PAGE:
This textbook presents the established sciences of optical, infrared, and radio astronomy as distinct research areas, focusing on the science targets and the constraints that they place on instrumentation in the different domains.It aims to bridge the gap between specialized books and practical texts, presenting the state of the art in different techniques.
For each type of astronomy, the discussion proceeds from the orders of magnitude for observable quantities that drive the building of instrumentation and the development of advanced techniques. The specific telescopes and detectors are then presented, together with the techniques used to measure fluxes and spectra.
Finally, the instruments and their limits are discussed to assist readers in choice of setup, planning and execution of observations, and data reduction.
The volume alsoincludes worked examples and problem sets to improve student understanding; tables and figures in chapters summarize the state of the art of instrumentation and techniques.
About the Author
Rosa Poggiani graduated in Physics from the University of Pisa, Italy, in 1988. Her work has focused especially on the gravitational acceleration of antimatter probes, the detection of gravitational waves with interferometers, and the optical properties of astrophysical compact objects. She has made significant contributions to the physics of low-energy antimatter, suspension systems, high-vacuum compatibility and the cryogenic design of interferometric gravitational wave detectors, the optical spectroscopy of novae and the microvariability of blazars. Dr. Poggiani has been an investigator in a number of research projects and has been involved in various international collaborations.She was Coordinator of Control and DAQ for the P118T experiment on antiproton deceleration and trapping at CERN. She has been a member of the Virgo Collaboration for the interferometric detection of gravitational waves since 1993, and was the Coordinator of the last stage of the suspensions and of the vacuum compatibility of the suspension components. The LIGO and Virgo members were awarded the Special Breakthrough Prize In Fundamental Physics and the 2016 Gruber Cosmology Prize for the detection of gravitational waves.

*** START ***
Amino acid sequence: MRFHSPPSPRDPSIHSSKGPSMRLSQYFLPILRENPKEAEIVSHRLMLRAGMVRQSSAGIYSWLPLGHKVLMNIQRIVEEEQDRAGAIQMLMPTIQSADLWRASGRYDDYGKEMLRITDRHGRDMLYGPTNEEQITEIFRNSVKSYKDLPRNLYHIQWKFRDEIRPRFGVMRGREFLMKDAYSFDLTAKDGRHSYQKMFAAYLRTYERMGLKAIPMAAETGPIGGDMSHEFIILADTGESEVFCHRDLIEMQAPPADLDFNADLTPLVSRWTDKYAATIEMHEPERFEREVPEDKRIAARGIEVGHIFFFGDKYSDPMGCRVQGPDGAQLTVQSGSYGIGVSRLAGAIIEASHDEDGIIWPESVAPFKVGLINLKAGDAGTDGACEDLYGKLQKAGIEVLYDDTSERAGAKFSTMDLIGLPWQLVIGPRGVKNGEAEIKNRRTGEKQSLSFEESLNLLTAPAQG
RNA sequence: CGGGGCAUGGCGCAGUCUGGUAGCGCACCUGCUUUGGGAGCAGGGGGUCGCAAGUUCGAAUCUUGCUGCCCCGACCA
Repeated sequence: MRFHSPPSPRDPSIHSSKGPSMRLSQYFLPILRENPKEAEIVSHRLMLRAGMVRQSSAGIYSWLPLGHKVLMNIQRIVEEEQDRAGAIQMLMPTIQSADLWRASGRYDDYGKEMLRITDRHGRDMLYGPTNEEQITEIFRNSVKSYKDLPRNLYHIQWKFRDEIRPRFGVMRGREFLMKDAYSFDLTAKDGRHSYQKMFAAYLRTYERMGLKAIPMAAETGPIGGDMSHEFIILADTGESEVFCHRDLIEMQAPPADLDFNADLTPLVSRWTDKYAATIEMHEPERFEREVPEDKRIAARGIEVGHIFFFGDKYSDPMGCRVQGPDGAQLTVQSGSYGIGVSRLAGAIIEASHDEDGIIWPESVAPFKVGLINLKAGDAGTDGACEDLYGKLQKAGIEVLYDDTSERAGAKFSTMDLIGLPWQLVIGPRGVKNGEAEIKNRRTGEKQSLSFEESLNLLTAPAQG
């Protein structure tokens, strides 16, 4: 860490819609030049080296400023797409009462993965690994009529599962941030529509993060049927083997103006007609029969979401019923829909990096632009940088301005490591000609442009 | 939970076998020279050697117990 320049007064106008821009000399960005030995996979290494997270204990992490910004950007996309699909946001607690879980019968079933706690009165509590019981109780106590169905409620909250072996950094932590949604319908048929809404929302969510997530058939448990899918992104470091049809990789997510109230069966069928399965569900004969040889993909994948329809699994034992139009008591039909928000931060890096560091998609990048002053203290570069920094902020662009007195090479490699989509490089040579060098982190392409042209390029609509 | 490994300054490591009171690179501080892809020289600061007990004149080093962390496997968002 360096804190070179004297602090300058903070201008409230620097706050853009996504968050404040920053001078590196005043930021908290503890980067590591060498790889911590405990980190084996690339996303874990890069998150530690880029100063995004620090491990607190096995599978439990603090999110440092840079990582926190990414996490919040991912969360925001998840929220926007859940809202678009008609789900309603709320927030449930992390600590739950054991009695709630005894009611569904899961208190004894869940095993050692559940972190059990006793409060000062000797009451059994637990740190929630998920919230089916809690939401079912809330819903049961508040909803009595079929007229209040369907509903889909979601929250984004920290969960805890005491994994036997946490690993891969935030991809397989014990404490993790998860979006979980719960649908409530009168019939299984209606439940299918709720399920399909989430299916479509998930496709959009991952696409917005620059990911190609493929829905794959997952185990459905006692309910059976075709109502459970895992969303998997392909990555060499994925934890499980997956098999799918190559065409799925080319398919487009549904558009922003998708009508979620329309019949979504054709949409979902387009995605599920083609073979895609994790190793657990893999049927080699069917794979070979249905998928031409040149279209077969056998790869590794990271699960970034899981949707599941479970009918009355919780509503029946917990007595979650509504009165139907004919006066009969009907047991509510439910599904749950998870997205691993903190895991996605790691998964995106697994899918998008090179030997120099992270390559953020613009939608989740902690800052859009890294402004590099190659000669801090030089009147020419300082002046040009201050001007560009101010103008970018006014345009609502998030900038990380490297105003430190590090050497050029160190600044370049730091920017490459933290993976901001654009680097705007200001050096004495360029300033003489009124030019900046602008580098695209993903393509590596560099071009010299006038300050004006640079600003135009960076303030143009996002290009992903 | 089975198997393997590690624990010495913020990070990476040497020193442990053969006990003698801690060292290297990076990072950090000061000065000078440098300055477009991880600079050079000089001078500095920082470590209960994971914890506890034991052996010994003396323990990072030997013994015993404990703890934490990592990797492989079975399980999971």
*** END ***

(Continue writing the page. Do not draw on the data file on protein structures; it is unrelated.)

Table of Contents
Part 1: The basics.- Chapter 1: Setting the scene.- Chapter 2: Pointing the telescope: astronomical coordinates and sky catalogs.- Part 2: Optical Astronomy.- Chapter 3: Optical astronomy: telescopes.- Chapter 4: Telescopes: ground based or in space?.- Chapter 5: Optical astronomy: detectors.- Chapter 6: Optical photometry.- Chapter 7: Optical spectroscopy.- Part 3: The low energy side of classical astronomy.- Chapter 8: Infrared astronomy.- Chapter 9: Radio and submillimeter astronomy: radiotelescopes.- Chapter 10: Radio and submillimeter astronomy: receivers and spectrometers.- Part 4: Instruments acting together: interferometry.- Chapter 11: Interferometry and aperture synthesis.- Chaper 12: Interferometers .- Part 5: Observing.- Chapter 13: Observations: preparation and execution.- Chapter 14: After observation: data analysis.- Chapter 15: Conclusions.